Apart from that, the morning is rather flat and I can’t concentrate. I’m here, I’m well rested and my eyes are open, but as soon as I start to type I slow down, and down… It’s like having a head stuffed with cotton wool. The view from the window, was all snow and blue sky yesterday, with highlights of red and green and a certain degree of sparkle. It is now back is back to a generic Midlands winter scene – grey sky and muted colours in various shades of sludge and grime. As I sit here it’s hard to believe that Sherwood Forest is only a few miles away over the horizon and that Spring is only just over a month away.
That feels better. Sometimes I just need a simple description of my day to set things right. It’s a case of blogging as therapy. A lot of writing is therapy when you look at it. In fact one of the things editors warn against in both prose and poetry, is sending in pieces which are really just the author writing out their problems.
I’d better go and explore the therapeutic nature of shredding and washing up now, because the day soon goes and I don’t want Julia to think I’ve been sitting down staring into space all morning. I have been, but I’m hoping to conceal the fact. I might even move some dust about. That always looks like a frenzy of housework has happened.
Snowdrops at Ruddington
The pictures are from previous years, just to give an idea of conditions. The ice in the street is worse than the picture and the snowdrops are actually pushing through snow.
Saturday 2nd January has proved to be a quiet day. After writing my first post of the day I edited some of my notebooks, browsed some on-line shops and washed up. I moved on to editing my notebooks – typing out three haibun and twelve haiku. They started off as seven haibun and twenty two haiku but some of them were rubbish. I think I must have written one of the haibun while I was asleep as it made no sense at all, and one of the others was so tedious it was probably the one that had sent me to sleep. Several of the haiku were just alternative versions, so one of them had to go.
And, I confess, two of the haiku were unreadable. I think I’ve covered this before. My writing is so bad I( cannot always read it shortly after I write it. Some of these were weeks old and I didn’t have a clue what they had originally been about. I came close to abandoning a haibun too, but there were enough legible/guessable words for me to reconstitute that one.
My Orange Parker Pen
That was all the useful work I did. I made lunch after that, using a pack of four small avocadoes. One, which I had tested, was ripe. The other four turned out to be a bit less than ripe, so needed dicing more than mashing. Julia wanted hers with a poached egg so I boiled the water, swirled it round and gently tipped an egg into it. I think the egg may have been a bit old, and the water may have been swirling a bit too fast as the whole thing seemed to explode in the minute I was away from the pan. I just had a pan of highly dilute scrambled egg. The second, was better, but I cooked it in the bowl of a metal ladle just to be on the safe side.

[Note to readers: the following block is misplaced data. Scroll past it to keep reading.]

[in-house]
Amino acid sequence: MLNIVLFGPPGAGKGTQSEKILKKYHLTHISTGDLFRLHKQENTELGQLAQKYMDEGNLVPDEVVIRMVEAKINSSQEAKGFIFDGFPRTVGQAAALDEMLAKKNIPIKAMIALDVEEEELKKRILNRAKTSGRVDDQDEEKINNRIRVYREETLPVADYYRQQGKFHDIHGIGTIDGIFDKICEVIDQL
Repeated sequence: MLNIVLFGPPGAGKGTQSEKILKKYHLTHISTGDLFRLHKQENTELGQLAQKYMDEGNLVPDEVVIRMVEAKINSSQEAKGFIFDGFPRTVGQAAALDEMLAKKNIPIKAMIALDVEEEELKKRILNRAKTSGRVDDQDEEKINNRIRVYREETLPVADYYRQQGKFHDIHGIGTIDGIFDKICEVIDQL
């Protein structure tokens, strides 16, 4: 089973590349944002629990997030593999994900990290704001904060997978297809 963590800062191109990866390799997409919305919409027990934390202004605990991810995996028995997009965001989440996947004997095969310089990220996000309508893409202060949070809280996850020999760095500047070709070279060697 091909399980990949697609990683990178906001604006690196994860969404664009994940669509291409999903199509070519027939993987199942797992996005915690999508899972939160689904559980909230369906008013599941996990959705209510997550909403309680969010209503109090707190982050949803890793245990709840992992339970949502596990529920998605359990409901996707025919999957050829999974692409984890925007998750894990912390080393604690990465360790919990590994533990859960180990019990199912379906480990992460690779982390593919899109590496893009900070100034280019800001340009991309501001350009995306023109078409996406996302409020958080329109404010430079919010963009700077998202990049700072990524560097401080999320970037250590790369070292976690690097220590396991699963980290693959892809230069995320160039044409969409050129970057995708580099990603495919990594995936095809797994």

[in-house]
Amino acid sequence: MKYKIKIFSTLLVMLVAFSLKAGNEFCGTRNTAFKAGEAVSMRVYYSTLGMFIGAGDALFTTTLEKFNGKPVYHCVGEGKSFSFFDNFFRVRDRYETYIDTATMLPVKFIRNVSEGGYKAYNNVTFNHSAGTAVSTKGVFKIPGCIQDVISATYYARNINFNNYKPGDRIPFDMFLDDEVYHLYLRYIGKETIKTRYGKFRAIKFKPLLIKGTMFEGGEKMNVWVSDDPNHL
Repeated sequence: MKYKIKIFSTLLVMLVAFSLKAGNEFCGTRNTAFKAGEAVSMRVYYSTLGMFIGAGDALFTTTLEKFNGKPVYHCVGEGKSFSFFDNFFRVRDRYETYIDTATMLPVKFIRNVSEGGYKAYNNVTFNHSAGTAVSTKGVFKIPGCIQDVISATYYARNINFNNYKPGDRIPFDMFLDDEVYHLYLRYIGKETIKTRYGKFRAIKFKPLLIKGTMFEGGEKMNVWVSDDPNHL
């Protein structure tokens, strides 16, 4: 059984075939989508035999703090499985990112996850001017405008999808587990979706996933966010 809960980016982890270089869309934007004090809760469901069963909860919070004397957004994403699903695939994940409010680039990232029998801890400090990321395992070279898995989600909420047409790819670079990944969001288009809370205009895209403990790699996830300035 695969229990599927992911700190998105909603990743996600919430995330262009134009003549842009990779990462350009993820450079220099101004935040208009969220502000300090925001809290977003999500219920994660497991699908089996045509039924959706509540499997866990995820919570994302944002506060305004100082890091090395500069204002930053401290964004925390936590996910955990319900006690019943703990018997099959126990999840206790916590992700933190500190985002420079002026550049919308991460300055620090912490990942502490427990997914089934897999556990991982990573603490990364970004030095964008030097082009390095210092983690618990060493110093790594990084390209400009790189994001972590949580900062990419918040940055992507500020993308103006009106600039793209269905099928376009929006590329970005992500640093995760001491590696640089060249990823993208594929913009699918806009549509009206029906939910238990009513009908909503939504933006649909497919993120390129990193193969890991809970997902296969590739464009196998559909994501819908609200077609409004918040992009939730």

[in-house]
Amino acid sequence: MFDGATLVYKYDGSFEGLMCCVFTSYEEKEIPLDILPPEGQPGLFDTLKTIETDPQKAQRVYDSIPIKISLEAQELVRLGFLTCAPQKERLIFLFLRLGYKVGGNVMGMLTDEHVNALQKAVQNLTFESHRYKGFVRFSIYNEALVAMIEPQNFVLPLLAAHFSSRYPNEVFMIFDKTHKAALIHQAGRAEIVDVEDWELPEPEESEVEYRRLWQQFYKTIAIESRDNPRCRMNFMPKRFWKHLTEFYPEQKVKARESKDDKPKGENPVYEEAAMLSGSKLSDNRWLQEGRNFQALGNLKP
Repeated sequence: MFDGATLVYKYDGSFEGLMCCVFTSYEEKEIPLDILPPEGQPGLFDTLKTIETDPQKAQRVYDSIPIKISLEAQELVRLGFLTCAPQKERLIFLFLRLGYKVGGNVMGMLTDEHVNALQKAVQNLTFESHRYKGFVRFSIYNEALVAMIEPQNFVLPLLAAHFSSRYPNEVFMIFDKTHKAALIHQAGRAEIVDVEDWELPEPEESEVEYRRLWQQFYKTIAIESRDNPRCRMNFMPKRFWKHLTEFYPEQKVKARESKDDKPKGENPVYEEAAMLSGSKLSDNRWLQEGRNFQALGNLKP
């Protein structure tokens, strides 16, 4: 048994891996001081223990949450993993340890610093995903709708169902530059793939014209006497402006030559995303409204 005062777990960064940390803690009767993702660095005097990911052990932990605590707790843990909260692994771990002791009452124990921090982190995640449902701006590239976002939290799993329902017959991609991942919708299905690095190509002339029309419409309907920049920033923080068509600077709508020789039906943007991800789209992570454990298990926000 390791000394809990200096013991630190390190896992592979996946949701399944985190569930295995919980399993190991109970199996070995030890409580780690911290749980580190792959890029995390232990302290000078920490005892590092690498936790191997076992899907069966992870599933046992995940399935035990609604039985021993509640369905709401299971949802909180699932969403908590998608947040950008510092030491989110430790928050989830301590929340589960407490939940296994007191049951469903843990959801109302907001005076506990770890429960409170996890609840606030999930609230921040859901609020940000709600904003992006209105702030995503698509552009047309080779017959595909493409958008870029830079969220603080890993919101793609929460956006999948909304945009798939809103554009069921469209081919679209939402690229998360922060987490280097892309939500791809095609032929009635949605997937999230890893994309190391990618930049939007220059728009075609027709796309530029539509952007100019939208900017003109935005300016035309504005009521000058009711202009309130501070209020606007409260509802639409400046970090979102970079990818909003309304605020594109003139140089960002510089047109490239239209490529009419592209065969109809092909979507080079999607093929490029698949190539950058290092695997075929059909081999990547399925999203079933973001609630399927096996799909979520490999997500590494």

Fried eggs would have been better but a poached egg seems de rigueur in smashed avo circles so who am I to disagree. I had prawns in mine with a dressing made from ketchup, mayonnaise, lemon juice and black pepper, because I am firmly rooted in the 1970s.
Back to the writing for a moment – for the benefit of new readers, I write using a fountain pen whenever I can, because the words flow better. Even a cheap biro is better than typing. I can rarely type haibun and haiku when I am composing. Magazine articles and essays are fine, but poetry seems to demand a proper writing implement. That’s why I have to accept losing a percentage to illegibility. Better to lose a few that way than to sit staring at a computer screen writing nothing, or writing things which I then edit into nothingness. It may seem inefficient at first, and I have tried to streamline the process, but it just doesn’t work any other way.
For the rest of the day I watched TV, chatted to Julia and dreamed of pizza. Then I woke up, cooked tea (we had steak as a New Year treat) and started writing this.
Failed Haiku Number 61 is out. Mine are about 40% of the way down under “Simon Wilson”. I’ve got so used to my accidental penname on WP that I feel very dull having an ordinary name. I could make it easy for you by just printing them here, but that doesn’t seem fair to the editor and the other writers. Scroll down until, you see the red feather – I’m a few pages under that. Or you can wait for a month and remind me – I will copy them and paste them in the blog once the new issue is out.